Easter egg supply jeopardized amid bird flu surge
In three weeks, outbreaks of highly pathogenic avian influenza (HPAI) have killed more than 4 percent of the egg-laying chickens in America. “Egg availability may be limited leading into Easter,” traditionally a high-demand period for eggs, said analysts at rural lender CoBank.
‘The truth is California does not have enough water’
California’s San Joaquin Valley is getting drier, hotter and more polluted as climate change intensifies, and its communities will need to embrace more equitable agricultural strategies in order to survive, according to local experts and political leaders. “The truth is California does not have enough water to continue with its current practices,” said Angel Santiago Fernandez-Bou, a postdoctoral scholar in environmental systems at University of California, Merced. “Climate change will make it worse.”
SNAP lowered rural poverty by 1.4 percentage points
Food stamps had a greater effect in reducing poverty rates in rural America than in urban areas when viewed through the Census Bureau’s Supplemental Poverty Measure, said an American Enterprise Institute newsletter. Northwestern University professor Diane Schanzenbach calculated that SNAP lowered the poverty rate in rural areas by 1.4 percentage points compared to a 0.8 point reduction in urban America.
TODAY’S QUICK HITSHouse votes to legalize marijuana: On a 220-204 roll call, the House passed a bill to legalize marijuana nationwide, but prospects are poor for Senate agreement. (CNBC)
Early bird lays the egg: Wild birds in the upper Midwest are laying eggs nearly a month earlier than in the past due to climate change, says an analysis in the Journal of Animal Ecology. (Washington Post)
Healthier New York meals: Beginning July 1, the meals and snacks served to more than 1 million New York City residents through 11 city agencies will be governed by guidelines that limit sugar content and eliminate sugary beverages in vending machines. (Mayor Eric Adams)
Food vs. fuel, redux: The boom in renewable fuels, such as renewable diesel, is driving up industrial demand for vegetable oils at the same time cooking-oil prices are surging. (The Counter)
Fewer farms, more milk: The number of dairy farms in Wisconsin fell 5 percent in the past year while milk production was the largest ever. Both are long-running trends. (PBS Wisconsin)
ON THE CALENDAR
Agriculture Secretary Tom Vilsack visits Mexico, through Tuesday.
U.S. trade representative Katherine Tai meets government officials and stakeholders in Singapore, through Wednesday.
The Intergovernmental Panel on Climate Change is scheduled to release Working Group III contribution to the Sixth Assessment Report on Monday. The working group has expertise in socioeconomic scenarios, energy demand, consumption patterns, technology innovation and financial aspects of response options.
Eric Wilkinson of Hertz Farm Management Inc. speaks on farmland values in Illinois and neighboring states at a luncheon of The Chicago Farmers, 12:30 p.m. ET, Chicago.
Opening day for landowners to enroll in the CRP Grasslands option, through May 13. The Conservation Reserve pays landowners to idle fragile cropland for up to 15 years.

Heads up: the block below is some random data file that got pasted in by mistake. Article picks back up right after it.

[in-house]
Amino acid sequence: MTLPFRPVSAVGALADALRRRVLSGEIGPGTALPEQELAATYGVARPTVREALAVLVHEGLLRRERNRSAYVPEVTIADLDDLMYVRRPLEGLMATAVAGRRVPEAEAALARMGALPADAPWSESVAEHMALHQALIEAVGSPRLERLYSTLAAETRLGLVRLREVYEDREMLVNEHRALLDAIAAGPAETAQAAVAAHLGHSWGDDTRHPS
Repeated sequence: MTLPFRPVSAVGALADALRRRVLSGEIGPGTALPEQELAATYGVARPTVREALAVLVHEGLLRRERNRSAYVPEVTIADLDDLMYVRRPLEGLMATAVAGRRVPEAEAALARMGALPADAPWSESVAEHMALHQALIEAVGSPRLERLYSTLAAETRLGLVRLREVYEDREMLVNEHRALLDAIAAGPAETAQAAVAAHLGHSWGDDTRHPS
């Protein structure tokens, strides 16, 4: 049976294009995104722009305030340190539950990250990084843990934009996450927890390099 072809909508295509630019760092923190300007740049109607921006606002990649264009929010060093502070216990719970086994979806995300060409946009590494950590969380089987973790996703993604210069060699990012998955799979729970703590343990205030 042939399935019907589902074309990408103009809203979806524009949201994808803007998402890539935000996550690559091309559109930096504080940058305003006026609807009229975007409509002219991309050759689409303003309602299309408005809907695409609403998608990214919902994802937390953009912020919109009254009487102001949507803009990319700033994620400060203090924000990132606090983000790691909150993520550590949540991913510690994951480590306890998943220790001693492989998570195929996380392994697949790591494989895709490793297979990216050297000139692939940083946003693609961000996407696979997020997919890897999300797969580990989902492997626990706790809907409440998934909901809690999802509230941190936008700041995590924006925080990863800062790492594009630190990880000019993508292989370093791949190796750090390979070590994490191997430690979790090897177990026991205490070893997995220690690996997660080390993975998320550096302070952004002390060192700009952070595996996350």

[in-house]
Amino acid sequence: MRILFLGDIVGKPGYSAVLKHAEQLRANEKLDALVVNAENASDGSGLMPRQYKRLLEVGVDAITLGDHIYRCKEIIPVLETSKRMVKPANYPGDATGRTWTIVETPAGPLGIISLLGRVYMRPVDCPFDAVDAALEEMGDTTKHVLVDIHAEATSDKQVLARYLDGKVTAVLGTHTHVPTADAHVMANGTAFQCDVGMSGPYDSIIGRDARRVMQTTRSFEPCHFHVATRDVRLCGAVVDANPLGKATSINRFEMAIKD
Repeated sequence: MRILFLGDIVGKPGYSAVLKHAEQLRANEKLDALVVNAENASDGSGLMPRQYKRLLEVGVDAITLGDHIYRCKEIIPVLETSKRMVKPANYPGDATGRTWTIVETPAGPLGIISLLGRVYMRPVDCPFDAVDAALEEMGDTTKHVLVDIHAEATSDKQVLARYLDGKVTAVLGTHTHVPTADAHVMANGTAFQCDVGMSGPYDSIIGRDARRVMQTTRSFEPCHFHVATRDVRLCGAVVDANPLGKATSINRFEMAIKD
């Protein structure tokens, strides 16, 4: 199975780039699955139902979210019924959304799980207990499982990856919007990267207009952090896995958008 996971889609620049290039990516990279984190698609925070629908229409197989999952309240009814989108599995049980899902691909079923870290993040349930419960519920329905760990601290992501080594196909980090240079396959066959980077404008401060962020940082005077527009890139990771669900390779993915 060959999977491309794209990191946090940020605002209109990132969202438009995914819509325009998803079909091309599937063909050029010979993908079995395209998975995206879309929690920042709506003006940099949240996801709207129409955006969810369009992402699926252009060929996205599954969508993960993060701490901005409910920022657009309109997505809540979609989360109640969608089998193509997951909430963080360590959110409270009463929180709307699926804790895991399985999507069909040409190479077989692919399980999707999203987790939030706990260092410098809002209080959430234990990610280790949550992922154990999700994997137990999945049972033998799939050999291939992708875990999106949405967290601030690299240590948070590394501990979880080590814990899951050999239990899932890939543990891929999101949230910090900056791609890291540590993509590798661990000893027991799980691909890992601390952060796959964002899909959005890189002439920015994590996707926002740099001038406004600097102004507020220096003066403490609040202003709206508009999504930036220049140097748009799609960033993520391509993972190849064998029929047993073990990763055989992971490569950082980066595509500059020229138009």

USDA issues the first Crop Progress report of the year, 4 p.m. ET. The weekly report lists planting, fruiting and harvesting progress and overall condition of selected crops in major producing states. The report is issued throughout the growing season.
House Agriculture Committee hearing, “A 2022 review of the farm bill: Renewable energy opportunities in rural America,” 10 a.m. ET, 1300 Longworth.
House Natural Resources subcommittee hearing, “Investing in wildfire management, ecosystem restoration and resilient communities: Exploring the implementation of the Bipartisan Infrastructure Law,” 10 a.m. ET, 1324 Longworth.
Purdue University releases the monthly Ag Economy Barometer, a gauge of the agricultural economy’s health.
Senate Commerce Committee hearing, “Ensuring transparency in petroleum markets,” 10 a.m. ET, 253 Russell.
USDA releases Hatchery Production Annual report, 3 p.m. ET.
House Agriculture subcommittee hearing, “A 2022 review of the farm bill: International trade and food assistance programs,” 10 a.m. ET, 1300 Longworth.
EPA administrator Michael Regan is lead witness at Senate Environment and Public Works hearing on the proposed fiscal 2023 budget for the EPA, 10 a.m., 406 Dirksen.
Leaders of six petroleum companies, including ExxonMobil and Chevron, testified at the House Energy and Commerce subcommittee hearing, “Gouged at the gas station: Big Oil and America’s pain at the pump,” 10:30 a.m. ET, 2123 Rayburn.
The House may vote as early as Wednesday on HR 3807, “Relief for Restaurants and other Hard-Hit Small Businesses Act of 2022,” providing $60 billion to support restaurants and other food and beverage purveyors in response to Covid-19, according to Majority Leader Steny Hoyer. The Rules Committee is to meet on Tuesday to discuss the bill.
House Select Subcommittee on the Climate Crisis hearing, “Investing in energy efficiency to promote energy security and cut energy bills,” 9 a.m. ET, 1334 Longworth.
House Natural Resources subcommittee hearing, “Russian seafood ban implementation and seafood traceability,” 1 p.m. ET, 1324 Longworth.
USDA releases monthly Crop Production and WASDE reports, noon ET. The reports will gauge supplies of major U.S. commodities and the impact of Russia’s invasion of Ukraine on global wheat, corn and sunflower stocks. In May, the USDA will make its first projections of U.S. crop production this year.
North American Millers Association spring conference, through April 12, Isle of Palms, South Carolina.